I’ve loved Star Trek for as long as I can remember. I watched syndicated episodes when I was young, and went to the films with my family. One of my favorite characters was always Spock, so when I saw a documentary entitled For the Love of Spock, I really wanted to watch it.
Adam Nimoy, Leonard’s son, directs this look at the life of this iconic actor and character. We learn about his career prior to being tapped for the role of Spock. Adam goes into a fair amount of detail about their family life and how Leonard’s sudden stardom affected their family. He interviews most of the original actors from the series, as well as other industry people. There’s a lot packed into this nearly two hour film.
What struck me the most was how frank Adam was regarding his relationship (and sometimes lack thereof) with Leonard. Oftentimes, people think that celebrities live an amazing life with nary a problem in sight. For the Love of Spock clearly and repeatedly shows that to be false. There were definite problems in the Nimoy family, on multiple levels.
Despite all of that, Leonard, his son, and everyone else in the family eventually worked things out. It was gratifying to see how close Adam and Leonard became in the last several years of Leonard’s life. Adam documented his journey as he was creating this film. During the process of filming, Leonard died, and that made the film all the more impactful. I found this film to be more about family than anything else: the Nimoy family, the cast and crew family, and so on. This really struck a chord with me.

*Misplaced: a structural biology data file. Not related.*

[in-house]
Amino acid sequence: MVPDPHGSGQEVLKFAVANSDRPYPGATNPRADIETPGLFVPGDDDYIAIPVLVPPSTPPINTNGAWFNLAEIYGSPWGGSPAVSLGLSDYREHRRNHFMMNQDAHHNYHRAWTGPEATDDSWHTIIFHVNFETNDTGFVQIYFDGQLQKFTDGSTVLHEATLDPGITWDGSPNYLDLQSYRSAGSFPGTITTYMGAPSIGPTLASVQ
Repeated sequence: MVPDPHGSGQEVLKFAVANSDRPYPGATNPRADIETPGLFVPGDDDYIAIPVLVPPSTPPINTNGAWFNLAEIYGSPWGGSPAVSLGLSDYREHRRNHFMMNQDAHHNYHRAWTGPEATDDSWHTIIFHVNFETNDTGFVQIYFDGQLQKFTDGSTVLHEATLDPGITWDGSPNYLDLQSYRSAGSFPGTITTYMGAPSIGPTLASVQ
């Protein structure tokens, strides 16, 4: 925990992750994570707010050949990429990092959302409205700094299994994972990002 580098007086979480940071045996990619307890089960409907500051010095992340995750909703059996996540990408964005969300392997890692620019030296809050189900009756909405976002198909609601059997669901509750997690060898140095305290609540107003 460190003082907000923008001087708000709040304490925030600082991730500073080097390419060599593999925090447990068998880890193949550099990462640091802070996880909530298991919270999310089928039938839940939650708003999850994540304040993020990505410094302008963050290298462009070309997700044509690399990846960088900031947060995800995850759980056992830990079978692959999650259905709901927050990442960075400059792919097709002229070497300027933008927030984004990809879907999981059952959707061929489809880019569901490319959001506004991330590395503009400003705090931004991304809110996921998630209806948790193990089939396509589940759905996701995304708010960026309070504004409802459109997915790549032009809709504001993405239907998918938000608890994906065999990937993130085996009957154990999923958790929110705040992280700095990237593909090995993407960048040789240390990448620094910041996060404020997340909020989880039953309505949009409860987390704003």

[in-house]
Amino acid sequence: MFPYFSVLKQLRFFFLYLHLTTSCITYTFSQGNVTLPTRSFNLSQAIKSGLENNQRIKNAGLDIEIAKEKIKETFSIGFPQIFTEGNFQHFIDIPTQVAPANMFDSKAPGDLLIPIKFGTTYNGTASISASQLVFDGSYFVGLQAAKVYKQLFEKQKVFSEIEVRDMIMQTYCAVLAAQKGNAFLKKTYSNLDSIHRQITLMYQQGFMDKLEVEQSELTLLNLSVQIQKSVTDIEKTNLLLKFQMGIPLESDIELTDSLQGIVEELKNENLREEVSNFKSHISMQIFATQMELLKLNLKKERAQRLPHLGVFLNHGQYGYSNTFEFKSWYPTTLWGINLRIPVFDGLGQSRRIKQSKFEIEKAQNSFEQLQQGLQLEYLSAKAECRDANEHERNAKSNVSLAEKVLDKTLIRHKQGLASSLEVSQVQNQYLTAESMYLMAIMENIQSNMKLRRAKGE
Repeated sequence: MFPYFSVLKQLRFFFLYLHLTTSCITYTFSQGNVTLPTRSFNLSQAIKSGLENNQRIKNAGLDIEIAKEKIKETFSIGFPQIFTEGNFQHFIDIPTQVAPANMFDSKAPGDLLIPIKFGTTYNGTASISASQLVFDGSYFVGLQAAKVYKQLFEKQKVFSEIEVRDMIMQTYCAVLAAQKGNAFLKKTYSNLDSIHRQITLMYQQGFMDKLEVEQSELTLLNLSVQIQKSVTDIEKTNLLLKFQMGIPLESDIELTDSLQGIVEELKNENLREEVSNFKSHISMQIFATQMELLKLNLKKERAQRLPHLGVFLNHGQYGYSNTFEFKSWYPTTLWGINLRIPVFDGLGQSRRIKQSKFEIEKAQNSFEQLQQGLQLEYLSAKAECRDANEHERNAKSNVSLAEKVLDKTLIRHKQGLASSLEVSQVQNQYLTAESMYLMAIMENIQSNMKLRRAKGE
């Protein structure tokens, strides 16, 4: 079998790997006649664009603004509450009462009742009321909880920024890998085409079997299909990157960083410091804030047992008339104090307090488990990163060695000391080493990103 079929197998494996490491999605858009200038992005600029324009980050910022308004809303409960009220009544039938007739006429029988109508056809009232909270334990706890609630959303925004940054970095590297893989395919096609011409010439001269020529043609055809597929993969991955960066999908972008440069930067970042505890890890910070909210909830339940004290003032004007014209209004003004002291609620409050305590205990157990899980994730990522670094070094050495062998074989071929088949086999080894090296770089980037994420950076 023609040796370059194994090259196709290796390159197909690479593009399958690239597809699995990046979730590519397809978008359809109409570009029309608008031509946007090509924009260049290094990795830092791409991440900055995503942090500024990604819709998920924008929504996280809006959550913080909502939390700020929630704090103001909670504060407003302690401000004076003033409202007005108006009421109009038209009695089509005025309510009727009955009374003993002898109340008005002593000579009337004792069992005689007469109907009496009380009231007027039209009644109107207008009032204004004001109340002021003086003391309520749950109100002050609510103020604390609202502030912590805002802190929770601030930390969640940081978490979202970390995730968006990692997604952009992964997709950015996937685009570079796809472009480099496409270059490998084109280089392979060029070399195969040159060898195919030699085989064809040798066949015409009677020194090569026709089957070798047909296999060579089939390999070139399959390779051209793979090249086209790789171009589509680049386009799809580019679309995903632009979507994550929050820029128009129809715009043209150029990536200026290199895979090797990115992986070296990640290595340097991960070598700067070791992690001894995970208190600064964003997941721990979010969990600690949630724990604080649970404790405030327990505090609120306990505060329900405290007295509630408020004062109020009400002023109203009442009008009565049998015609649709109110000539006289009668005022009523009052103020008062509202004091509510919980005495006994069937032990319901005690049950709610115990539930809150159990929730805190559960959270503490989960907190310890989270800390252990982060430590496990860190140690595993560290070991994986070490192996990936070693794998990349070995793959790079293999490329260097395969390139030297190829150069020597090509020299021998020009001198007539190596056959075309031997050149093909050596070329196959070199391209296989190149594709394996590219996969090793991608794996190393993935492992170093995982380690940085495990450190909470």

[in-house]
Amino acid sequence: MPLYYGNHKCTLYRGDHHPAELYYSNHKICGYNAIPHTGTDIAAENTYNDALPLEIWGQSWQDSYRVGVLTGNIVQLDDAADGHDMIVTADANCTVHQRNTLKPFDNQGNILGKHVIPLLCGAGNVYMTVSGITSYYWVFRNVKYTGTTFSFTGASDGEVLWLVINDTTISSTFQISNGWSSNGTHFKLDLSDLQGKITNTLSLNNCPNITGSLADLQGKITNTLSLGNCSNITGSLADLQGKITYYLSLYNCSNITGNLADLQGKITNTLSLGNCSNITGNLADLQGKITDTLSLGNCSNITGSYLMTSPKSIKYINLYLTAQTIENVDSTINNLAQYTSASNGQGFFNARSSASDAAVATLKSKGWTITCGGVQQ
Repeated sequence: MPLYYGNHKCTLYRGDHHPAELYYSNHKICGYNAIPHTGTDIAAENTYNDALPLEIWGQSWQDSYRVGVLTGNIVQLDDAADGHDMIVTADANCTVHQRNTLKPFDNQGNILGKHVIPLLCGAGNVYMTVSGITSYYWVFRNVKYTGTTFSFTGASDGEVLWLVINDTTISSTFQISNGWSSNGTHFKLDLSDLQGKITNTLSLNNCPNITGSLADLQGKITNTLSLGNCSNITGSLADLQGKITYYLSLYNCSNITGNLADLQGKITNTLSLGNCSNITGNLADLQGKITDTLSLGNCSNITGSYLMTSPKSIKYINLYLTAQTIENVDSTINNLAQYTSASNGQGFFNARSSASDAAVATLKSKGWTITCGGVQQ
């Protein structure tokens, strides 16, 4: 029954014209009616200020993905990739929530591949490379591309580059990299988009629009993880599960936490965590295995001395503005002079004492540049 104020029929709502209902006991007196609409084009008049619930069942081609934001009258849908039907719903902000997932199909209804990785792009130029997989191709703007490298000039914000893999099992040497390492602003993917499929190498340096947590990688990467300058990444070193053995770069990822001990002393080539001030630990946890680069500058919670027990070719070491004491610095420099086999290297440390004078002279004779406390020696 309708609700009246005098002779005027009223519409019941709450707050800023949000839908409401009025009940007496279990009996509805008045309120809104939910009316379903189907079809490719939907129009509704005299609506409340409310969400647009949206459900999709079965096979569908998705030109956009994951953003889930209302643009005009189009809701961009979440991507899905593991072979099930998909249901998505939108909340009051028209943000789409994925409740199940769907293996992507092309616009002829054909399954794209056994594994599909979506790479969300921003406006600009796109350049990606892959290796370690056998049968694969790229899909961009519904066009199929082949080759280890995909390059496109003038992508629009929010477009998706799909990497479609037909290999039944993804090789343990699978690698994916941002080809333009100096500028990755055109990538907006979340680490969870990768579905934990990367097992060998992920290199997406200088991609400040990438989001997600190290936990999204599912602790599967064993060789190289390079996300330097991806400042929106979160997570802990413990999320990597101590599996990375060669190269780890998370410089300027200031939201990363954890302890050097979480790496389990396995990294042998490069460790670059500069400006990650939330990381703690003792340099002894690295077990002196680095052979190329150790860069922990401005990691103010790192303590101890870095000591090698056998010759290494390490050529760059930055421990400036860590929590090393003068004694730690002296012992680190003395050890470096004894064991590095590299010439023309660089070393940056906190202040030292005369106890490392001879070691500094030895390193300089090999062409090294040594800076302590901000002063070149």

For the Love of Spock even included part of this nostalgic favorite of mine:
I usually try to find something which could have been done better, something which would have improved the work being reviewed. In this case, I couldn’t find anything. Adam did an excellent job throughout For the Love of Spock, directing it while also appearing in it. From people there in the beginning to those involved in the latest (almost—it was released before Discovery came out) Star Trek endeavors, I thoroughly enjoyed hearing the memories and thoughts of everyone involved. I highly recommend seeing this documentary. It’s available in pretty much every current format. Go watch it today!
Release Date: April 16, 2016 (USA)
MPAA Rating: Not Rated
Alcohol/Drugs: 1 (brief, some discussion about)
Language: 1 (brief, mostly mild)
Nudity: 1 (brief, art photos)